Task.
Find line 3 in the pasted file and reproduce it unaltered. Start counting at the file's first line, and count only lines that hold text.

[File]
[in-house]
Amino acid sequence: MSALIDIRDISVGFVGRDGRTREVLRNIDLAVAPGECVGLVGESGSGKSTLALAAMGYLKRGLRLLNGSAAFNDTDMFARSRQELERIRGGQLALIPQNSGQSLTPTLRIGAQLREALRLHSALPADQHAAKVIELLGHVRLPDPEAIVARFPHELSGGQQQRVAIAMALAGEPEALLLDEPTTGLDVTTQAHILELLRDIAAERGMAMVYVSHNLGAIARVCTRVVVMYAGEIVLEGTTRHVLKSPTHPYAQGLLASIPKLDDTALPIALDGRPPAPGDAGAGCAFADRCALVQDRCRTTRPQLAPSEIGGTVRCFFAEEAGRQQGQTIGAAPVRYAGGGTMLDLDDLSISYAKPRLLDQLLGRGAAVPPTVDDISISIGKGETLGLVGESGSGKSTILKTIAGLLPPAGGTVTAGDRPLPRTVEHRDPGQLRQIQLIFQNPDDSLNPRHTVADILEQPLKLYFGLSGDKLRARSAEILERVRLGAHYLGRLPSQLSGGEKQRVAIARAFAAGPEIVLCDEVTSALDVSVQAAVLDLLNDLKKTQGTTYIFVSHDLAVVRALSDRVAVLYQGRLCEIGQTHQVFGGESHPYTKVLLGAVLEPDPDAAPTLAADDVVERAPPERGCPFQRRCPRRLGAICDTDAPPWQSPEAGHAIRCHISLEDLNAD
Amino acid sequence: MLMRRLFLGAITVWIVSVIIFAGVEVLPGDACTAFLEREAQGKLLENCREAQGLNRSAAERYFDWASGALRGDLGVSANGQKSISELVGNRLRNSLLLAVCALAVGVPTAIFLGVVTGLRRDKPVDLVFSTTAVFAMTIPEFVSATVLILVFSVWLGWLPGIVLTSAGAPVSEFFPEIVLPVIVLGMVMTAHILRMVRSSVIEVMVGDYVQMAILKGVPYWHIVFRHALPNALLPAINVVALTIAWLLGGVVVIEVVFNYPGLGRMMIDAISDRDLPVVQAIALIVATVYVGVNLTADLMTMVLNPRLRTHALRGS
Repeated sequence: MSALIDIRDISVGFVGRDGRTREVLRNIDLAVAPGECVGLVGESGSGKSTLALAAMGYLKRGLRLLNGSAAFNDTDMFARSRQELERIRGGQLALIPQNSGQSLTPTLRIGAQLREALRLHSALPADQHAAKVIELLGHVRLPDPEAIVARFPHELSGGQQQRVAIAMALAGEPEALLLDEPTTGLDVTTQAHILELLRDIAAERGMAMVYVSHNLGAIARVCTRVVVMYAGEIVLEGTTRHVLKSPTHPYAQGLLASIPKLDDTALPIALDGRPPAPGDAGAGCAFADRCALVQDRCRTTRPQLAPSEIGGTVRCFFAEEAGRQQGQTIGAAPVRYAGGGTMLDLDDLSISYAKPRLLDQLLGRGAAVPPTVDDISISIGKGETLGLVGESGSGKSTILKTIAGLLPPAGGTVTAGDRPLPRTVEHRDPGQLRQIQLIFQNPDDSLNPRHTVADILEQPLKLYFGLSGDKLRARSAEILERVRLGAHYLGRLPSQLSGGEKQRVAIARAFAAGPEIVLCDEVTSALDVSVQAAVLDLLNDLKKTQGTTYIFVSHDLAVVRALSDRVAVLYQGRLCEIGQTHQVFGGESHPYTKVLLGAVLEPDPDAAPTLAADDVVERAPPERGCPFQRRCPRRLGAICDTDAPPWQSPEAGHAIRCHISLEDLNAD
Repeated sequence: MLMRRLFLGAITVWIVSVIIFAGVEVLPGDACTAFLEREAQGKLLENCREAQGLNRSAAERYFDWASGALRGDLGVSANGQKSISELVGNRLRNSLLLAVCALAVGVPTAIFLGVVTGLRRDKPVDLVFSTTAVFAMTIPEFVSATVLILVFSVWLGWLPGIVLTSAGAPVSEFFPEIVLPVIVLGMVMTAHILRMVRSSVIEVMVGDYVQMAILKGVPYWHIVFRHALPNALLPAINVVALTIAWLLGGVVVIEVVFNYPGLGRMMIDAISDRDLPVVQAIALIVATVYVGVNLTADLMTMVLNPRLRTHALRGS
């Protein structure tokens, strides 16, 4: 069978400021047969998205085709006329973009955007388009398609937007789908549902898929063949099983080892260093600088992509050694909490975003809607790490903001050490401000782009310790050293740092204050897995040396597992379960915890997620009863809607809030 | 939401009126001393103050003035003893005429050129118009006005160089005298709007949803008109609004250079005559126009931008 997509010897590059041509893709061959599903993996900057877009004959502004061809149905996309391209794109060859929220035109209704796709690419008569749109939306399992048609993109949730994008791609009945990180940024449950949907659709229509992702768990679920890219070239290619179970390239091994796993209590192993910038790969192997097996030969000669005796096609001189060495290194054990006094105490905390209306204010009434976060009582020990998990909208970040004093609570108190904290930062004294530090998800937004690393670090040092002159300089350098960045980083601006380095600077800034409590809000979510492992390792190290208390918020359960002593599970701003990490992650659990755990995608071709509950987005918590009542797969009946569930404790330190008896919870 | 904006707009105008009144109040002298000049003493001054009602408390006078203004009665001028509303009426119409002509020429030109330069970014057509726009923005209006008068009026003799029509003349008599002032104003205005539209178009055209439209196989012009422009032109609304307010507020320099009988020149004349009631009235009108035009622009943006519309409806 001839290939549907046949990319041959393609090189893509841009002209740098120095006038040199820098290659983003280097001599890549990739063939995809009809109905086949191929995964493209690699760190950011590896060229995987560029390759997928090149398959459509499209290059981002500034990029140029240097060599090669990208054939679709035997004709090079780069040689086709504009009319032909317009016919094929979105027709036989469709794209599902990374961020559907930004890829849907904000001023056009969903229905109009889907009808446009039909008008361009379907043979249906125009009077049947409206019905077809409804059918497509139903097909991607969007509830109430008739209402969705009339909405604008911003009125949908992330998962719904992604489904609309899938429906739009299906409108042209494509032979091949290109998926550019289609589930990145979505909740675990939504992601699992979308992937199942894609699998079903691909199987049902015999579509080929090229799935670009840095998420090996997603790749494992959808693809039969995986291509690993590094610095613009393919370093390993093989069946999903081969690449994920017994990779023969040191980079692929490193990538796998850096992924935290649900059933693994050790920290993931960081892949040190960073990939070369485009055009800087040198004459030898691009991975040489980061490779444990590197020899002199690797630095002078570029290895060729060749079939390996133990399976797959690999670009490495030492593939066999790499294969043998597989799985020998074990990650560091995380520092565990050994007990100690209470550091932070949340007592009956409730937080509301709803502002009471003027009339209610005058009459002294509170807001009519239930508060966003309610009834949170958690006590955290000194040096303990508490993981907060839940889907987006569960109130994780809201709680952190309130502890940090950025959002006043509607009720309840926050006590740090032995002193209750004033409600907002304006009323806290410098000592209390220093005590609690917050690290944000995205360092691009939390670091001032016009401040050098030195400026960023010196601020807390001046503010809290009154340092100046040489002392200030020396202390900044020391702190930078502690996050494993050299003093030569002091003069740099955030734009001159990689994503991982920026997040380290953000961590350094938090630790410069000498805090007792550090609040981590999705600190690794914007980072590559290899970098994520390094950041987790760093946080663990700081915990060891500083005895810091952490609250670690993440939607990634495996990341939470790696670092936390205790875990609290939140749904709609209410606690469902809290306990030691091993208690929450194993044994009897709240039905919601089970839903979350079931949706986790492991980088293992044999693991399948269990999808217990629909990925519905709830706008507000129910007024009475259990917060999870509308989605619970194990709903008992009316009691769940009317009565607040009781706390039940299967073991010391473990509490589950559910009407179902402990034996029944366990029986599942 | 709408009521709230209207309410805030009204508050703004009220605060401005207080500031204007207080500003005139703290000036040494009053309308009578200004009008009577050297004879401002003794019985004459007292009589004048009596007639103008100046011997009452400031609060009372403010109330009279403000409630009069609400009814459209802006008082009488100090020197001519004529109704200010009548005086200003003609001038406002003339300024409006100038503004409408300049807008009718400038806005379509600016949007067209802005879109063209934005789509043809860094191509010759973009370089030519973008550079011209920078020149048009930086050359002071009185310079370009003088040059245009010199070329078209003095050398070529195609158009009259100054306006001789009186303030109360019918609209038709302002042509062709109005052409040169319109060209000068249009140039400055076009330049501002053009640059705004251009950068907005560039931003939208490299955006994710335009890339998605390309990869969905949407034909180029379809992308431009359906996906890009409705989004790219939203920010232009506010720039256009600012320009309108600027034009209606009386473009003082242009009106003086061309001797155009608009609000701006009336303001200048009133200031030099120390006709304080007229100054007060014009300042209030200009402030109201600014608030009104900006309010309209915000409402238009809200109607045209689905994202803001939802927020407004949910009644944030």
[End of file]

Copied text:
Amino acid sequence: MLMRRLFLGAITVWIVSVIIFAGVEVLPGDACTAFLEREAQGKLLENCREAQGLNRSAAERYFDWASGALRGDLGVSANGQKSISELVGNRLRNSLLLAVCALAVGVPTAIFLGVVTGLRRDKPVDLVFSTTAVFAMTIPEFVSATVLILVFSVWLGWLPGIVLTSAGAPVSEFFPEIVLPVIVLGMVMTAHILRMVRSSVIEVMVGDYVQMAILKGVPYWHIVFRHALPNALLPAINVVALTIAWLLGGVVVIEVVFNYPGLGRMMIDAISDRDLPVVQAIALIVATVYVGVNLTADLMTMVLNPRLRTHALRGS